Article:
8 Examples Of Italian Coffee
It is not as straightforward to order coffee in Italy as it is in the United States or the United Kingdom. For starters, the notion of a wait is foreign to Italians. Second, ordering your coffee at the bar and drinking it standing up is always cheaper (and the Italian way). Although Starbucks sounds very Italian (venti really means the number twenty in Italian, not the amount of a coffee), you will only know a few of the names of sorts of Italian coffees. So I drank a lot of coffee to put up this handy little guide for you on how to get coffee in Italy. You may now order coffee confidently in Italy without sounding like a moron.
While the word caffè technically translates to coffee, it also refers to a shot of espresso. It is served in a small cup and consumed throughout the day. When you order, you specify un caffè rather than espresso. Caffè corretto (pronounced kahf|FEH cohr|REHT|toh) is another option, which is a shot of espresso "corrected" with a shot of liquor. The most usual additions are a shot of grappa, sambuca, or cognac, but feel free to request your favourite spirits. A splash of Irish cream is always welcome.
A macchiato is the result of an espresso and a cappuccino having a somewhat foamy offspring. It's an espresso with a splash of hot milk delivered in the same little cup as espresso. Because it isn't as milky and foamy as a cappuccino, Italians consider it fine to drink at any time of day.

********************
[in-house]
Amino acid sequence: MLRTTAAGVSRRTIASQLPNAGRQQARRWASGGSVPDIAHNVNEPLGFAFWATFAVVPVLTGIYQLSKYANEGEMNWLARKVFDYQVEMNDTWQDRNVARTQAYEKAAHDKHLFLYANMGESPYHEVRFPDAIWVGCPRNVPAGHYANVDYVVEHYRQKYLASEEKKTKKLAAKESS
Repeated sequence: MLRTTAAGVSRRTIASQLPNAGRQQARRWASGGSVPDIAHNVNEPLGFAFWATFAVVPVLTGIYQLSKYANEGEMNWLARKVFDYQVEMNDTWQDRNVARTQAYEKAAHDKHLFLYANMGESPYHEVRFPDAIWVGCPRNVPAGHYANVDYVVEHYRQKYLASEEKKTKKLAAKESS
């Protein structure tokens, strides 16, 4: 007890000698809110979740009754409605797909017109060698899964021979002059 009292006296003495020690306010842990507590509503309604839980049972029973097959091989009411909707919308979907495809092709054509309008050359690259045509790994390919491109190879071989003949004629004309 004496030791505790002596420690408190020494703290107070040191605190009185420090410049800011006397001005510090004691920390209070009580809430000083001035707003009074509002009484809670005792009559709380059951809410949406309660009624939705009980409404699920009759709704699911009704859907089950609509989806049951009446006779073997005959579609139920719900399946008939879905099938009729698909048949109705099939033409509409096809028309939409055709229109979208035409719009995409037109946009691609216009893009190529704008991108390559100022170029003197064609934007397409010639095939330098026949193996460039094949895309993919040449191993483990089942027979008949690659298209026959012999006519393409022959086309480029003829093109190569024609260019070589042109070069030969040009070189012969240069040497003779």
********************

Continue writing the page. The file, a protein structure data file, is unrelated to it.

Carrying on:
Thank you to the genius in Alessandria who combined chocolate and espresso to create the marocchino! In a glass cup sprinkled with cocoa powder, there's a shot of espresso, a layer of froth, and a sprinkling of cacao powder. It's a little milkier than a macchiato. Where we reside in Northern Italy, thick hot chocolate is combined with espresso before a coating of froth is placed on top.
5. Caffè Latte
In Italy, ordering merely a latte may result in a large glass of milk being provided. In Italy, what we call a latte is known as a caffè latte. It's made with 13 espresso, 2/3 warm milk, and a touch of foam. Because this sort of Italian coffee is so milky, Italians would only drink it before 11 a.m., just like a cappuccino.
On a hot day (essentially all of July and August in Italy), nothing beats a shakerato. The spritz Aperol is the most refreshing Italian beverage on a hot day. However, the shakerato is completely okay to have before 11 am. It's cold espresso with ice shaken to a froth.
7. Caffè al Ginseng
In the UK, my favourite hot beverage is a chai tea latte, which is tough to get in Italy. However, a caffè al ginseng comes close with its nutty flavour and is a great option if you love chai tea lattes as I do. It's espresso with ginseng extract that doesn't require any additional sugar. Ginseng naturally boosts energy and is thought to promote alertness. It also aids digestion, making caffè al ginseng an appropriate after-dinner coffee drink.
8. Caffè d’Orzo
Caffè d'orzo is a barley coffee that is caffeine-free by nature. This is an excellent late-night option or if you are sensitive to caffeine. It's also ideal if you have children who enjoy being around adults. I prefer to have mine with scorza di d'arancia, which is an orange slice. The citrus gives it a wonderful taste.
Test out the 8 different Italian Coffee options we've listed above & let us know in the comments which one you enjoyed the most & why!